State Bar of Michigan's new Mentor Board launched

By Roberta M. Gubbins

Legal News

According to the most recent State Bar of Michigan (SBM) survey, 69 percent of the members support a lawyer-to-lawyer mentoring program, and the Strategic Plan prioritizes mentoring programs.

"Now, after months of careful planning," said Julie Fershtman, SBM President, "the JobTarget Mentor Board is launched. While participation is voluntary, all members are encouraged to sign up to help ensure its success."

''Our hope is that the mentoring relationships created through the new Mentoring Center provide seasoned lawyers an opportunity to give back by helping newer lawyers improve their skills and serve their clients better," said SBM President Julie Fershtman. "Ultimately, it is the public that benefits.''

Greg Ulrich, Chair, Master Lawyers Section, in a recent e-mail to members of the section, also encouraged members to sign up as mentors.

"As members of the Master Lawyers Section," he wrote, "we have experiences that can bring to life the standard of professionalism our newer members should embrace to deliver the best possible legal services to the public. The Mentoring Center allows us to share what we have to offer in a direct and personal way."

Historically, mentoring was the method used to learn the law. Before there were law schools, those wishing to study the law, such as Abraham Lincoln, "read the law" under the guidance of a mentor. In the 13th century England, judges provided apprenticeship of lawyers.

Today, while the majority of the states require a law degree to practice law, mentoring as a means of training still exists in states such as New York, which allows applicants to sit for the bar examination without a law degree after completing four years of study in a New York law office under the supervision of a lawyer and completion of one plus years of law school.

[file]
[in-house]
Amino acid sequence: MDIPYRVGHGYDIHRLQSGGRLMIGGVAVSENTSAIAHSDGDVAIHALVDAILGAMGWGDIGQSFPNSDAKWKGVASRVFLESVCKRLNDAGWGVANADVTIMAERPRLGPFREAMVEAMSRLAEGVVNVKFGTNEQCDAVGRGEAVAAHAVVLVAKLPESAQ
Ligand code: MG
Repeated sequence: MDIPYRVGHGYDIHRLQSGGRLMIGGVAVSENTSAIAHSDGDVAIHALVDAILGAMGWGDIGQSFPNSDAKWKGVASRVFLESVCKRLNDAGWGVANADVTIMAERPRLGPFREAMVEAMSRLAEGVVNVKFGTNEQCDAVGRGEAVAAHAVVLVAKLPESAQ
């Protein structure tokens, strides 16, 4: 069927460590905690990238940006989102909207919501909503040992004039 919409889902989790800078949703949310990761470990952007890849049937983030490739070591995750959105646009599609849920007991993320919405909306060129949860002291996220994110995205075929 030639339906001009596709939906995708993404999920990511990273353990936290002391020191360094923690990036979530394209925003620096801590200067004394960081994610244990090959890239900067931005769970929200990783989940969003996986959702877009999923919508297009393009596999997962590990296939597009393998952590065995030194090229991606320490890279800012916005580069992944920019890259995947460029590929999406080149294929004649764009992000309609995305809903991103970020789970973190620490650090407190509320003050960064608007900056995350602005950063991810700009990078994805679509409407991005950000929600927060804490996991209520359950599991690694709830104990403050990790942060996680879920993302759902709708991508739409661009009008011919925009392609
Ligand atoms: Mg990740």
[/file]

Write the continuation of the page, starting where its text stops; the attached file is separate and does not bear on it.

Law school graduates in today's economic climate are often faced with starting out on their own. They do not have the advantage of learning the practice of law under the tutelage of experienced members of a firm thus the need for mentors to step in to offer assistance and the State Bar of Michigan's call for lawyers to act as mentors.

To register for the program, users sign in and create a profile consisting of information about their location, practice area, and interests. Once complete, the system generates a list of potential mentors/protégés who have the most similar answers. Then it's up to the mentor or protégé to reach out to a potential match and start a conversation.

According to the SBM staff, signing up for membership takes no more than five minutes. In the interests of good reporting, I registered for a membership. It took me about ten minutes, mostly due to ruminations about what to include in a profile description. Still, it is a short period of time considering the benefits to the profession.

And, once registered, it's completely up to the parties to determine the scope of their relationship. Users can dedicate as much or as little time as they are able.

Those wishing to register or for more information, please contact the SBM mentoring center.

Published: Mon, Aug 13, 2012